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What is Co-Active Coaching

Coaching is a partnership between the Coach and the client. It is a dynamic process in which the Coach provides the support, guidance and tools to ensure the client achieves his/her goals. Co-Active Coaching asserts that people are naturally creative, resourceful, and whole -- capable of finding their own answers to whatever challenges they face. As a result, for a Coach, curiosity and coaching skills are just as important, if not more so, than specialized knowledge. An effective Co-Active Coach listens, asks questions, and empowers rather than simply informing or advising. Co-Active Coaching holds that all aspects of a client's life -- including family, career and other priorities and interests -- are inter-related; therefore, the coaching addresses the whole person. Co-Active Coaching is not about a quick fix. It is about building a foundation, developing new habits for long-term success, and creating lasting change in the client’s life.
(www.halliecrawford.com/co-active-coaching.html)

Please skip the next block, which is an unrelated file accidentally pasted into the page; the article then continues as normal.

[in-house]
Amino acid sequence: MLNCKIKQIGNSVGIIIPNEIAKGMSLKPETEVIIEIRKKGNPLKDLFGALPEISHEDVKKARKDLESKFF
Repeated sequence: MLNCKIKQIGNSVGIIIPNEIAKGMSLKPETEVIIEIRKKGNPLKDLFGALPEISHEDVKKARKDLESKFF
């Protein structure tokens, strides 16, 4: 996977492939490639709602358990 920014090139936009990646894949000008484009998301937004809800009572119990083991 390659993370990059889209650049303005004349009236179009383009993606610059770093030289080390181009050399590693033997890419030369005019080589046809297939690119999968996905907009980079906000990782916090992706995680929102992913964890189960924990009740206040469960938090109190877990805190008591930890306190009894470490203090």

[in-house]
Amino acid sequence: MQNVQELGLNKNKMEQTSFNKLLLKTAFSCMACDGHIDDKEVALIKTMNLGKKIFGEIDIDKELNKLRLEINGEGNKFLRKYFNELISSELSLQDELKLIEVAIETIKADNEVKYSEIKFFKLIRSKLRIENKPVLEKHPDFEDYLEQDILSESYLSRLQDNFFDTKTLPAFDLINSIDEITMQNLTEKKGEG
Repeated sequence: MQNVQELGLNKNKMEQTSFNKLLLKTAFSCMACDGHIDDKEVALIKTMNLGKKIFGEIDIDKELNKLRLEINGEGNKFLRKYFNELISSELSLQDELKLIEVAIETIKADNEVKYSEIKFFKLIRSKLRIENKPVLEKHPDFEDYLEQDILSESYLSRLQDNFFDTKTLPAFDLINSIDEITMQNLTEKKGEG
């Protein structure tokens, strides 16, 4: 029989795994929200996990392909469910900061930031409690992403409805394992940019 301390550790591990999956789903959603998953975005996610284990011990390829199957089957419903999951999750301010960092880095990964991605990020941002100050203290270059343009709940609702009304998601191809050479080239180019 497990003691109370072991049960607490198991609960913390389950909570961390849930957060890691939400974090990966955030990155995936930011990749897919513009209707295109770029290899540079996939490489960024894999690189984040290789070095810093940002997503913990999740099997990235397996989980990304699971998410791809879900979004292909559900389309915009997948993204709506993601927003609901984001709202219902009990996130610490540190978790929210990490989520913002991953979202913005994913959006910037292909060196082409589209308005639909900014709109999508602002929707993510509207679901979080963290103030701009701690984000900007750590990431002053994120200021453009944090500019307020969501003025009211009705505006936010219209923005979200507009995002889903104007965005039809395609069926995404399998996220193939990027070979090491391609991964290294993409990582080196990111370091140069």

In co-active coaching, you do not offer a “solution” to a person’s problems … you help them to find that solution within themselves. Inherently, whether we realize it or not, each person has the solutions to any problem they might have … they just need to be made aware of this truth. All a co-active coach does is to help them discover that solution for themselves! A good example of this is when Brian Tracy, a well-known personal development trainer, offered to help his wife. She was doing some marriage counseling and was having a particularly difficult time helping this one couple. Brian asked if he might speak with them. She said that would be fine (please do). After listening to the couple, all he did was make a comment and ask a question: “You have a problem … What are you going to do about it?” This made the couple “shift gears” and they started thinking of possible solutions rather than dwelling on the magnitude of their problem. Before long, they came up with a solution which resolved the problem! Another good example is the tactic used by Socrates. Whenever a student came to him with a question, he would “answer” with a question … and continue doing this. Eventually, the student discovered the answer for themselves! … and a final example: all great teachers realize that the most effective teaching “technique” is to help a student come up with their own answers. All the teacher would do is ask questions or provide an exercise for their students to engage in which, when done, would allow the students to discover the answer or realize a principle via their own engagement in solving a “problem!” John Keats once stated, “Nothing ever becomes real till it is experienced.” (see Perspective on Life)

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